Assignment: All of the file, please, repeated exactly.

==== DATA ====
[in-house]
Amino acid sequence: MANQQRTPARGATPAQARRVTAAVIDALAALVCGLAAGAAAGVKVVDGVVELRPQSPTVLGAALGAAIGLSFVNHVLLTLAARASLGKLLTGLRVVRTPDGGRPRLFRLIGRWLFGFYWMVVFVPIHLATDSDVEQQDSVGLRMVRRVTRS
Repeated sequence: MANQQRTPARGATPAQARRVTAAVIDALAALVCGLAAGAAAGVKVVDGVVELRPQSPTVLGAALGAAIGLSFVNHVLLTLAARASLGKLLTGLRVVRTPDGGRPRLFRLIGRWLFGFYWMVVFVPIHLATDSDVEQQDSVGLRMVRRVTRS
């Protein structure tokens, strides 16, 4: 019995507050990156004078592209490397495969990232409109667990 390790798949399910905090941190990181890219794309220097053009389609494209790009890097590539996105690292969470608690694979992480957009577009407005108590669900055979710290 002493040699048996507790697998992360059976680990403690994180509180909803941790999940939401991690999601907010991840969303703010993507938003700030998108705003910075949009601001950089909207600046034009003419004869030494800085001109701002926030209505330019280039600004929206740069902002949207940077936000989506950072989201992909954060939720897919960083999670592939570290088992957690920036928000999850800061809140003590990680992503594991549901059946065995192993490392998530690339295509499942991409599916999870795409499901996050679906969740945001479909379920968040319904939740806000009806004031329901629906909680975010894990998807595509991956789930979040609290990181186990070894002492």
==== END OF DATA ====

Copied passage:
[in-house]
Amino acid sequence: MANQQRTPARGATPAQARRVTAAVIDALAALVCGLAAGAAAGVKVVDGVVELRPQSPTVLGAALGAAIGLSFVNHVLLTLAARASLGKLLTGLRVVRTPDGGRPRLFRLIGRWLFGFYWMVVFVPIHLATDSDVEQQDSVGLRMVRRVTRS
Repeated sequence: MANQQRTPARGATPAQARRVTAAVIDALAALVCGLAAGAAAGVKVVDGVVELRPQSPTVLGAALGAAIGLSFVNHVLLTLAARASLGKLLTGLRVVRTPDGGRPRLFRLIGRWLFGFYWMVVFVPIHLATDSDVEQQDSVGLRMVRRVTRS
């Protein structure tokens, strides 16, 4: 019995507050990156004078592209490397495969990232409109667990 390790798949399910905090941190990181890219794309220097053009389609494209790009890097590539996105690292969470608690694979992480957009577009407005108590669900055979710290 002493040699048996507790697998992360059976680990403690994180509180909803941790999940939401991690999601907010991840969303703010993507938003700030998108705003910075949009601001950089909207600046034009003419004869030494800085001109701002926030209505330019280039600004929206740069902002949207940077936000989506950072989201992909954060939720897919960083999670592939570290088992957690920036928000999850800061809140003590990680992503594991549901059946065995192993490392998530690339295509499942991409599916999870795409499901996050679906969740945001479909379920968040319904939740806000009806004031329901629906909680975010894990998807595509991956789930979040609290990181186990070894002492």